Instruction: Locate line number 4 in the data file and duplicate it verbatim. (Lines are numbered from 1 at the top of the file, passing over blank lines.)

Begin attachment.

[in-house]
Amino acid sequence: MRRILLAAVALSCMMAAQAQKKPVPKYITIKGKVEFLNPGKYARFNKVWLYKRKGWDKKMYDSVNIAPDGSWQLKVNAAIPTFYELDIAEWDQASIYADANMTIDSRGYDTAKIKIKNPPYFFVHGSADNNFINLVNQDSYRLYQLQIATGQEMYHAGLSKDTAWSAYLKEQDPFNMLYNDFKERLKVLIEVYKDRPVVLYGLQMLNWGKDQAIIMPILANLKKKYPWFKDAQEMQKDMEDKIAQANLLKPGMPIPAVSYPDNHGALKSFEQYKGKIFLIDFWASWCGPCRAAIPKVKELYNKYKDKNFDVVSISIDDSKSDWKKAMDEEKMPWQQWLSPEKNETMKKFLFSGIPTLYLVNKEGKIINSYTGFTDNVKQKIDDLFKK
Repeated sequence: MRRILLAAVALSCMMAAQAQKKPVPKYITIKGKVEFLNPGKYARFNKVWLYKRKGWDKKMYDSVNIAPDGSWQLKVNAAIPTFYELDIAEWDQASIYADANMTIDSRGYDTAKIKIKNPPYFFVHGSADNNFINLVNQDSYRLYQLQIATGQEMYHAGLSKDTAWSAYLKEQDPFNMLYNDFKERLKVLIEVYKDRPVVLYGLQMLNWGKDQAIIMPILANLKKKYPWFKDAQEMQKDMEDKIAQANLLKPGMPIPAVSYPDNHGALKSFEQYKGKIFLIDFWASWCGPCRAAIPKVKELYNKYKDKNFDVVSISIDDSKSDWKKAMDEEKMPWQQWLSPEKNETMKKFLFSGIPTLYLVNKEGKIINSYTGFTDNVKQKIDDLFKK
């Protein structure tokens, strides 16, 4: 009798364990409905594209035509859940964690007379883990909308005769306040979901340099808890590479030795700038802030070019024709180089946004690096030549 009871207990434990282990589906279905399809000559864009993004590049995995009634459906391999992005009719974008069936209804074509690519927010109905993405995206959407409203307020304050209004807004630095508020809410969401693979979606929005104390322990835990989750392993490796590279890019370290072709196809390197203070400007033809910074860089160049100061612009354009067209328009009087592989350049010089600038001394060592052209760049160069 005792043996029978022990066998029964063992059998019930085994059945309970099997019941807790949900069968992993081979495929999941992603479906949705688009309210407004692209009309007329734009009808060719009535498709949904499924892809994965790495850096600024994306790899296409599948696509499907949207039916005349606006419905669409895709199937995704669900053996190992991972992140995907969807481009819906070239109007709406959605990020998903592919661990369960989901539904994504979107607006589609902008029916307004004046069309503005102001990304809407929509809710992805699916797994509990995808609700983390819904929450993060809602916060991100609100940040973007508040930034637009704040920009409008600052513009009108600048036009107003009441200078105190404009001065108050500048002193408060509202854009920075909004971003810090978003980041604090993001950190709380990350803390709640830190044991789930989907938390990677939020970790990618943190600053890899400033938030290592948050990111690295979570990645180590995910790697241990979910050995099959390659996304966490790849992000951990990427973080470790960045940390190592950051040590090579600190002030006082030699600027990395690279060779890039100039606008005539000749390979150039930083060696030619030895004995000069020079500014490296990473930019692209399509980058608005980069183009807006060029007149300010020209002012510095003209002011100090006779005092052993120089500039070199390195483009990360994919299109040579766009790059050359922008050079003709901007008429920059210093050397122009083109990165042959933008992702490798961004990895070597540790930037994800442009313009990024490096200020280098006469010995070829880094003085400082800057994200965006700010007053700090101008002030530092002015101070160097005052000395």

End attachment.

């Protein structure tokens, strides 16, 4: 009798364990409905594209035509859940964690007379883990909308005769306040979901340099808890590479030795700038802030070019024709180089946004690096030549 009871207990434990282990589906279905399809000559864009993004590049995995009634459906391999992005009719974008069936209804074509690519927010109905993405995206959407409203307020304050209004807004630095508020809410969401693979979606929005104390322990835990989750392993490796590279890019370290072709196809390197203070400007033809910074860089160049100061612009354009067209328009009087592989350049010089600038001394060592052209760049160069 005792043996029978022990066998029964063992059998019930085994059945309970099997019941807790949900069968992993081979495929999941992603479906949705688009309210407004692209009309007329734009009808060719009535498709949904499924892809994965790495850096600024994306790899296409599948696509499907949207039916005349606006419905669409895709199937995704669900053996190992991972992140995907969807481009819906070239109007709406959605990020998903592919661990369960989901539904994504979107607006589609902008029916307004004046069309503005102001990304809407929509809710992805699916797994509990995808609700983390819904929450993060809602916060991100609100940040973007508040930034637009704040920009409008600052513009009108600048036009107003009441200078105190404009001065108050500048002193408060509202854009920075909004971003810090978003980041604090993001950190709380990350803390709640830190044991789930989907938390990677939020970790990618943190600053890899400033938030290592948050990111690295979570990645180590995910790697241990979910050995099959390659996304966490790849992000951990990427973080470790960045940390190592950051040590090579600190002030006082030699600027990395690279060779890039100039606008005539000749390979150039930083060696030619030895004995000069020079500014490296990473930019692209399509980058608005980069183009807006060029007149300010020209002012510095003209002011100090006779005092052993120089500039070199390195483009990360994919299109040579766009790059050359922008050079003709901007008429920059210093050397122009083109990165042959933008992702490798961004990895070597540790930037994800442009313009990024490096200020280098006469010995070829880094003085400082800057994200965006700010007053700090101008002030530092002015101070160097005052000395």